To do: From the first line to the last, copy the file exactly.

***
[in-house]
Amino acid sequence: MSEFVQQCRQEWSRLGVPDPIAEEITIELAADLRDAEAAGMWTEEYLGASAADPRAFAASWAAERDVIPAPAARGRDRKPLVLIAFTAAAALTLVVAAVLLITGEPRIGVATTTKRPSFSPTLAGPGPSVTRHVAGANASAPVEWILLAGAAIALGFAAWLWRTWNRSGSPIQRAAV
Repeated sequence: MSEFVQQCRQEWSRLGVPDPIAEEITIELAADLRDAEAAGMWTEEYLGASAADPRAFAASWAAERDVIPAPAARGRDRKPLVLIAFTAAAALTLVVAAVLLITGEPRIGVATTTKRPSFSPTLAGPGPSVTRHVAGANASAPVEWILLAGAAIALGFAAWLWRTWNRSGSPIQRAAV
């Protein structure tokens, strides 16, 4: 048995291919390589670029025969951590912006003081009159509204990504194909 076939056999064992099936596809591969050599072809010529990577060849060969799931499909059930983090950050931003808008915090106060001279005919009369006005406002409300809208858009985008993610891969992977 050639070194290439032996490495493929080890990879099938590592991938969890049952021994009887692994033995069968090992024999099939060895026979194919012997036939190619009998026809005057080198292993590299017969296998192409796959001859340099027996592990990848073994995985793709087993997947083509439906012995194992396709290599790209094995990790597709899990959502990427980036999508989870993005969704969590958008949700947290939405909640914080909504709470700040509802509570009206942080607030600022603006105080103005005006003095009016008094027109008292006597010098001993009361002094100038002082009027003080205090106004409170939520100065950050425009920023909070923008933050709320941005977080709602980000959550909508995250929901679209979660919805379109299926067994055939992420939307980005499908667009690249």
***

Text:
[in-house]
Amino acid sequence: MSEFVQQCRQEWSRLGVPDPIAEEITIELAADLRDAEAAGMWTEEYLGASAADPRAFAASWAAERDVIPAPAARGRDRKPLVLIAFTAAAALTLVVAAVLLITGEPRIGVATTTKRPSFSPTLAGPGPSVTRHVAGANASAPVEWILLAGAAIALGFAAWLWRTWNRSGSPIQRAAV
Repeated sequence: MSEFVQQCRQEWSRLGVPDPIAEEITIELAADLRDAEAAGMWTEEYLGASAADPRAFAASWAAERDVIPAPAARGRDRKPLVLIAFTAAAALTLVVAAVLLITGEPRIGVATTTKRPSFSPTLAGPGPSVTRHVAGANASAPVEWILLAGAAIALGFAAWLWRTWNRSGSPIQRAAV
């Protein structure tokens, strides 16, 4: 048995291919390589670029025969951590912006003081009159509204990504194909 076939056999064992099936596809591969050599072809010529990577060849060969799931499909059930983090950050931003808008915090106060001279005919009369006005406002409300809208858009985008993610891969992977 050639070194290439032996490495493929080890990879099938590592991938969890049952021994009887692994033995069968090992024999099939060895026979194919012997036939190619009998026809005057080198292993590299017969296998192409796959001859340099027996592990990848073994995985793709087993997947083509439906012995194992396709290599790209094995990790597709899990959502990427980036999508989870993005969704969590958008949700947290939405909640914080909504709470700040509802509570009206942080607030600022603006105080103005005006003095009016008094027109008292006597010098001993009361002094100038002082009027003080205090106004409170939520100065950050425009920023909070923008933050709320941005977080709602980000959550909508995250929901679209979660919805379109299926067994055939992420939307980005499908667009690249």